What do you say?

My friends are like a variety pack of snack chips.  They come in all sizes, age, ethnicity, gay, straight, conservative, liberal, atheist, spiritual and  “religious” and gender.  The friends that make up my short list…will call them the besties…for the most part, have similar beliefs that I do.  I think it would be safe to say that the besties would not be on that list if we didn’t co-exist in the same galaxy.  As the list lengthens out, friends tend to fall into other categories.  For instance, friends that have different political views, or religious/spiritual views.  If I know that we have differences of opinion, I avoid conversations that may migrate into these differences of opinion.  I respect the fact that we are going to disagree and a war is not going to be won during one of these conversations.

Then there are the friends that I know superficially.  Basically, I like something about them and enjoy their company for what ever reason…similar interest, good personality, nice teeth…and then they blow it up with a comment that tells me who they are….it can be an aggressive political or religious belief or I immediately label them as bigots.  I generally back off from these people…I am still friendly in a social situation…but I avoid being in a social situation with them.  WIth that being said.  I also do not call them out or tell them I disagree with them.  I’ve never had one of these confrontations work out well.  I’ve found when it gets to this level of the relationship, I usually end up putting my anger in Drive and the rest is history.  I’m a lot more articulate when I’m pissed!

I’ve recently been confronted with one of these people.  I did not express my opinion other than to let them know I’m on the other side of the coin.  But, I did not defend my position or defend the person(s) they were making fun of.  And I feel guilty.  Does my silence on the matter equal acceptance…or does every one of these conversations demand a response.  Confrontation makes me uncomfortable in the negative/positive part of my soul so I normally just back away.

Is my inner dialogue of detesting what this person stands for enough?  I really want to know what you think!

Until next time!

4 thoughts on “What do you say?

  1. A tough one! Because unless they’re open to having a real conversation–not just defending views–the convo does no good. And yet, I’m with you–I don’t want people thinking I’m ok with nastiness.

    Liked by 1 person

  2. This is a huge issue for me. If I engage, am I stooping to their level? If I don’t, am I being irresponsible?
    I once belonged to a super conservative church. There was this older guy, real asshole. He would even interrupt his own son who guest preached sometimes. I disagreed with him on basically everything. Sometimes I spoke up and then felt like I had lowered myself to his level. Other times I didn’t and found out that others assumed I agreed with him because I did not vocalize my disagreement. “See, Cindy agrees with him!” I felt like I was in a no-win situation and left that church. This guy wasn’t the only reason I left, but he was a bigger part than he will ever know.
    There is no good answer.
    Maybe the answer lies in how much you would want someone to defend you, if the shoe was on the other foot.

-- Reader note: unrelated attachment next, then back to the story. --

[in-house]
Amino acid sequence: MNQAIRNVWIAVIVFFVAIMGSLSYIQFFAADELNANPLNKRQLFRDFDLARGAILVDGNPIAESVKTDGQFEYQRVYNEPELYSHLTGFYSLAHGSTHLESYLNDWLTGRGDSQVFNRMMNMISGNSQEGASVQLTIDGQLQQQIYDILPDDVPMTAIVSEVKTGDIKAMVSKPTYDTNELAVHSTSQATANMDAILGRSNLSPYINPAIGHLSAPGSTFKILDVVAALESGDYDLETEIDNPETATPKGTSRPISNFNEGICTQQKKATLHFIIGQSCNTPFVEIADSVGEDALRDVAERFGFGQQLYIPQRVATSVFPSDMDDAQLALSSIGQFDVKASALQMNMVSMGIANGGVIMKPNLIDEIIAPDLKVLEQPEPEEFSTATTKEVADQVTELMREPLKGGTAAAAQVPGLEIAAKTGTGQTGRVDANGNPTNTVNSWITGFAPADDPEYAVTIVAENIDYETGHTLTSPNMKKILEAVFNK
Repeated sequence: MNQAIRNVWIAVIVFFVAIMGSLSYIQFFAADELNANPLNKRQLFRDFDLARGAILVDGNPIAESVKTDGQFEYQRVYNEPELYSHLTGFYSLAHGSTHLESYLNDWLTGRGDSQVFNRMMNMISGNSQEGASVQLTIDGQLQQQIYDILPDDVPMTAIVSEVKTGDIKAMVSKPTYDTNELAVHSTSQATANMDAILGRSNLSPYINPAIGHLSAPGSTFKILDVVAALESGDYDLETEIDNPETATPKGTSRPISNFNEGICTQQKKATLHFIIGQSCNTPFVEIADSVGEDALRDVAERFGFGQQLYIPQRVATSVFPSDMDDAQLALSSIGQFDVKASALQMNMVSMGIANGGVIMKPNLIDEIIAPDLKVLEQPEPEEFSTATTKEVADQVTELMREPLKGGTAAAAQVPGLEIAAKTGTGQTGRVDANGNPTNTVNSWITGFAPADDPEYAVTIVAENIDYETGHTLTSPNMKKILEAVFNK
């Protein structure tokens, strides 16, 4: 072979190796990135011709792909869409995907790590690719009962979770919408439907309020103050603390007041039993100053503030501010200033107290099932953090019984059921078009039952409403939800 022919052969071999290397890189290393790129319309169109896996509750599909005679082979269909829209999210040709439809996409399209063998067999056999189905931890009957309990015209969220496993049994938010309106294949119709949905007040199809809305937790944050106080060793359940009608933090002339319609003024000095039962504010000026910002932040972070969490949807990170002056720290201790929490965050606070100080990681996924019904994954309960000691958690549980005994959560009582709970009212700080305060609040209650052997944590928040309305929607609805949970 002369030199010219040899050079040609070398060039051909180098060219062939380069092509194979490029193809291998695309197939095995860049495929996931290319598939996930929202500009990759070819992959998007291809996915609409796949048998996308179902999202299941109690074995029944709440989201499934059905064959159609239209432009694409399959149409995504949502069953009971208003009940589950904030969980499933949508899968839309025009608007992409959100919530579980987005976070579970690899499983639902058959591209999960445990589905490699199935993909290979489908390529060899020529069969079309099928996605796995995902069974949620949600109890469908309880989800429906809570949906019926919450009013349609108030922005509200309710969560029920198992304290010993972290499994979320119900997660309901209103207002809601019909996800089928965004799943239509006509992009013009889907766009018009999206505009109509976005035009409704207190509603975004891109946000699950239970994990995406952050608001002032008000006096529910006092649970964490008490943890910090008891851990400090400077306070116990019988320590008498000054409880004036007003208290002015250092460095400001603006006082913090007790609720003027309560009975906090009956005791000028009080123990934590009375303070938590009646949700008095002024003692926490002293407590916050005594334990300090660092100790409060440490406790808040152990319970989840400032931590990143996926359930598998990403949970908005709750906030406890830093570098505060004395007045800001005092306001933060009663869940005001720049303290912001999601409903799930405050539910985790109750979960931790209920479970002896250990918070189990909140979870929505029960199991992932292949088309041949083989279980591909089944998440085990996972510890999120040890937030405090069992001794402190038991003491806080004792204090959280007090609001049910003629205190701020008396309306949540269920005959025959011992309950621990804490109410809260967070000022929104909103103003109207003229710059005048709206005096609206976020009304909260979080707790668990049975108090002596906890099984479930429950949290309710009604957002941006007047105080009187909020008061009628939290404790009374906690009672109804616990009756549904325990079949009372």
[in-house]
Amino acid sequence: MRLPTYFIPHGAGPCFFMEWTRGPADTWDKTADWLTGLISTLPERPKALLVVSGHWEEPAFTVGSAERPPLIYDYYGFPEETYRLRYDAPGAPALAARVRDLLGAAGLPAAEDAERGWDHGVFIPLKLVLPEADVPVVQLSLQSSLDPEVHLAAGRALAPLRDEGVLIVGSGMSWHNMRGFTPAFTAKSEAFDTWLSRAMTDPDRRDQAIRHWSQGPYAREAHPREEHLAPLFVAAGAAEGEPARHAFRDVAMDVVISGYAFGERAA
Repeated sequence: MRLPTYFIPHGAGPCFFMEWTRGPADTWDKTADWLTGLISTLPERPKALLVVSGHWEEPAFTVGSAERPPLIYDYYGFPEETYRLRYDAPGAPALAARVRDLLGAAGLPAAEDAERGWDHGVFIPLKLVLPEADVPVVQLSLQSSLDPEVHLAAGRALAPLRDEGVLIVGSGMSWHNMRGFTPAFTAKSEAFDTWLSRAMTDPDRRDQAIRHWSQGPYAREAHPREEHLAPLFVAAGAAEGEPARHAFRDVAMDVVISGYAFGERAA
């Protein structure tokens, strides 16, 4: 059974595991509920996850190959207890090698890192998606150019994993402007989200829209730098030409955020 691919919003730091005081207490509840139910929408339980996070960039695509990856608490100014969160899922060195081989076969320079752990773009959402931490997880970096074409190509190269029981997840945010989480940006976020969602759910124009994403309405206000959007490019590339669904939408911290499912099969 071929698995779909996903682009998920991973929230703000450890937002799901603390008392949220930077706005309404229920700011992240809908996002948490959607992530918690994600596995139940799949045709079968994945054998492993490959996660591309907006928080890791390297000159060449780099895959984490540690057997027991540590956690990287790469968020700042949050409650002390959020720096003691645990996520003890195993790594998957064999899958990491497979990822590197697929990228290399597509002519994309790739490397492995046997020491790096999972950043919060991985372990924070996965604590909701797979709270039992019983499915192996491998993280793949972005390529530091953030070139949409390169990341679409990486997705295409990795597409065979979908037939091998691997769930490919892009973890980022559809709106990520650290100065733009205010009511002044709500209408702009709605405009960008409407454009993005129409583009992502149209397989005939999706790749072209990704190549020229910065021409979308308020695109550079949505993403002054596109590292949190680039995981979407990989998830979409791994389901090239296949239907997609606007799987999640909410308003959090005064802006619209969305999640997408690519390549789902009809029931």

Liked by 1 person

  3. Interesting question. I have some experience with a couple of aspergers kids who were picked on by adults. Other adults did not stand up. I was so appalled that if it’s something like that, a personal attack, I stand up every time because that’s when I feel like silence is condoning it. But that’s probably not what you’re talking about. I agree with everything you said above. But most of us know where the others stand. Respect is sometimes just shutting up. I have a very conservative Trump lover cousin. We were at a dinner this weekend, he said to his sister sitting next to me, “Boy our president is sure getting beat up.” She looked at him and said “Just don’t.” Silence for a few seconds, I think he was annoyed. I laughed and said, “Well, I’ll converse if you want.” Laughter and the subject was dropped. I mean he was asking for it. It’s not like he didn’t know. Normally there isn’t any good reason to get into it. But there are times when it’s called for and let the chips fall where they may. If someone, knowing my ex dIL, mother of my gandchildren and who I will always love like a daughter, starts some anti gay shit, they’re gonna hear it from me, Idc who they are. But that’s personal and what I consider a personal attack. If they start talking abortion, I’ll probably not say anything. Unless they are dumb enough to keep spouting just to be idiots. I guess we all have to decide where we can live with that line we won’t cross.

    Liked by 1 person

  4. I don’t think remaining silent makes you complicit in any way and their beliefs or what they support, but it’s really all about what can you personally live with at the end of the day. I tend to run and hide from confrontation but I think if I were in a situation where the rubber had to meet the road I would probably have to stand my own personal ground. Things like that can actually be a deal-breaker in terms of lasting friendship, but generally if it’s not somebody that I’m terribly close to anyway I just don’t bother.

    Liked by 1 person

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